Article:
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How Does Low Relative Humidity Affect Perceived Air Quality, Thermal Comfort and Symptoms in Modern Office Buildings in Cold Climates?

  • Merethe Lind
  • Sverre HoløsEmail author
  • Kari Thunshelle
  • Aileen Yang
  • Mads Mysen
Conference paper
Part of the Springer Proceedings in Energy book series (SPE)

Abstract

To assess how people are influenced by relative humidity (RH) in cold climates, a study was conducted in an open office landscape in Oslo, Norway. The study took place during three cold days in February 2017. Fourteen subjects were blindly exposed to different levels of RH in the order of low (14 ± 1%), high (38 ± 3%), and medium (24 ± 4%). The subjects received emails twice a day (at 12:00 and at 14:30) with a link to a webpage where they were asked to: (1) assess perceived air quality (PAQ), (2) respond to a questionnaire about indoor environment quality and symptoms. The subjects performed normal office activity in between the two sessions. We found no significant impact of the level of RH on PAQ. Nevertheless, there were significantly more complaints about dry air at low RH than at medium and high RH. Furthermore, the air was perceived to be significantly more stuffy and heavier at high RH than at medium RH. There were no significant differences in thermal comfort at different RH, yet more people complained that it was cold on the day with low RH and warm on the day with high RH. Generally, there were few complaints related to symptoms at different RH. There were however significantly more complaints of itching and burning in the eyes at low RH than at medium and high RH.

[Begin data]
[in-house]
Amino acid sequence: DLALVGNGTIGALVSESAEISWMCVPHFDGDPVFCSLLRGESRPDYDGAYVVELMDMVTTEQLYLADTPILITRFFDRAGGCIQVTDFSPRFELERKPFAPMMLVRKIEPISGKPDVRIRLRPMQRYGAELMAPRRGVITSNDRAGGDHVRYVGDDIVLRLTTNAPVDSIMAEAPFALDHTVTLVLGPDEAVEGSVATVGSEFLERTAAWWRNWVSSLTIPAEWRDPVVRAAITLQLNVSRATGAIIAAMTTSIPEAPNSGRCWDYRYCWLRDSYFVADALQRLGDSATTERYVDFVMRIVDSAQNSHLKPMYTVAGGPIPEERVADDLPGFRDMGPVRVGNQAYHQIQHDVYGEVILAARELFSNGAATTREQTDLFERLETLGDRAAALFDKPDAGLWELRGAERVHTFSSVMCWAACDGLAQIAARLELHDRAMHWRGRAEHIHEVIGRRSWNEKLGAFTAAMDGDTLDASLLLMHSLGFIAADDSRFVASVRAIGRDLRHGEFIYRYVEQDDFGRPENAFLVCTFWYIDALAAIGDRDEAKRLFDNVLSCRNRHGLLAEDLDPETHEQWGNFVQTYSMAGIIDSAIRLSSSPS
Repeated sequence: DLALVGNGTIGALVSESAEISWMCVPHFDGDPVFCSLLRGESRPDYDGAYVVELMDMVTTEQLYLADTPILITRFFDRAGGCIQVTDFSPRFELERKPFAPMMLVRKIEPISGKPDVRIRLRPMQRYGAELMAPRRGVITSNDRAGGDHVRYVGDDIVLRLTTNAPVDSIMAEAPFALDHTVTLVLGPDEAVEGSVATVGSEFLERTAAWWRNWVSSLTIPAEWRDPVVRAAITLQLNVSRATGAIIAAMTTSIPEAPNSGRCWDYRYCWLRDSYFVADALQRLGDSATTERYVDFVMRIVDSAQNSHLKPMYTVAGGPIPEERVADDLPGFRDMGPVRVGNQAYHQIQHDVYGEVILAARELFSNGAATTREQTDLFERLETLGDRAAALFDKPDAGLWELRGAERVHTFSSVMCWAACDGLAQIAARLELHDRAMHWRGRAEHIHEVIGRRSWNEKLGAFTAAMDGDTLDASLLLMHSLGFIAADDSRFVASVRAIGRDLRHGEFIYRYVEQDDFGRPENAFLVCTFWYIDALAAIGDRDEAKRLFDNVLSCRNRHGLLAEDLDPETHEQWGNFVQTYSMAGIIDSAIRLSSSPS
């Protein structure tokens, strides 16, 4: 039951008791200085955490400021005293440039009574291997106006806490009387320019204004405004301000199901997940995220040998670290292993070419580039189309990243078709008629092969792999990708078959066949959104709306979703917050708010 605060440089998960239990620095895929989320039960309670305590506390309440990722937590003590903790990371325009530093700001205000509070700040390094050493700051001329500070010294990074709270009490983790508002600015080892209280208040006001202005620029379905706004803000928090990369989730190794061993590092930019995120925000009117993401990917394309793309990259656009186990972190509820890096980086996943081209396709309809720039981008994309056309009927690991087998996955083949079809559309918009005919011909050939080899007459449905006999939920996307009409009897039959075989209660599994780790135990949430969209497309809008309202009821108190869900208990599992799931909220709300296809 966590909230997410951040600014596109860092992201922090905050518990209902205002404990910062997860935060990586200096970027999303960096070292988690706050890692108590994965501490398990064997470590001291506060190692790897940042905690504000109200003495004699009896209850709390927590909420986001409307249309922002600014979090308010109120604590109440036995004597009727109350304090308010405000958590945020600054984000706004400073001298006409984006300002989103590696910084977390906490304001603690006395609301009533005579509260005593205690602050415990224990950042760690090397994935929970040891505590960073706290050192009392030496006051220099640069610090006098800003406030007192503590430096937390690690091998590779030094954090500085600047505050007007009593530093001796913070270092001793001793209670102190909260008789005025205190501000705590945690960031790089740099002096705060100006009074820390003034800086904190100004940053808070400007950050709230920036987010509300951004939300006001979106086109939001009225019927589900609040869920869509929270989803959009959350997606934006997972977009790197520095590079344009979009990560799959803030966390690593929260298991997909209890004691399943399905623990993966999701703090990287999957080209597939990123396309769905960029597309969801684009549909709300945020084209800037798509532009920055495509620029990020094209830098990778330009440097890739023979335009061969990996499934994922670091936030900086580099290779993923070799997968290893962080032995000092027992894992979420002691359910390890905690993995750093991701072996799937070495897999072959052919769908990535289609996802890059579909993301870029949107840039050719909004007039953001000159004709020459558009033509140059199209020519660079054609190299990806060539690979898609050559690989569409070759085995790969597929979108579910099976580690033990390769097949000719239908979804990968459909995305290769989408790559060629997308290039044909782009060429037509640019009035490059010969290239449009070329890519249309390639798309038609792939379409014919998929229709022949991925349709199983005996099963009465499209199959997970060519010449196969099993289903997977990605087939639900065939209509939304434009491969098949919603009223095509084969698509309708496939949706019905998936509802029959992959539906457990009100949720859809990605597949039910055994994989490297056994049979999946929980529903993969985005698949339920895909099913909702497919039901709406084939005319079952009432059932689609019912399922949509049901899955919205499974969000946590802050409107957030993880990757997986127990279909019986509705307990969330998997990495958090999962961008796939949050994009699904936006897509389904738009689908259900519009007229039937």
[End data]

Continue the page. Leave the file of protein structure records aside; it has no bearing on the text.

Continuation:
Keywords

Relative humidity Perceived air quality Thermal comfort Dry air Symptoms 

Notes

Acknowledgements

We would like to thank the participants from GK A/S for their assistance and participation in this project. This paper is based on the master thesis by Merethe Lind, and was a part of the BEST VENT project. BEST VENT is funded by the Research Council of Norway EnergiX program under Grant 255375/E20 together with the industry partners: Undervisningsbygg Oslo KF, GK Inneklima AS, DNB Næringseiendom AS, Erichsen & Horgen AS, Hjellnes Consult AS, Multiconsult AS, Interfil AS, Camfil Norge AS, Swegon AS, Belimo Automasjon Norge AS, NEAS AS, and Norsk VVS Energi- og Miljøteknisk Forenings Stiftelse for forskning.

Compliance with Ethical Standards

Formal consent was given by the volunteers who participated in this study. We did not collect any identifiable or sensitive information that would require ethical approval. The research has been conducted in compliance with the ethical standards at OsloMet—Oslo Metropolitan University (formerly Oslo and Akershus University College of Applied Science) and Norwegian Law.

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Copyright information

© Springer Nature Switzerland AG 2019

Authors and Affiliations

  1. 1.OsloMet—Oslo Metropolitan University (Formerly Oslo and Akershus University College of Applied Sciences)OsloNorway
  2. 2.SINTEF Building and InfrastructureOsloNorway

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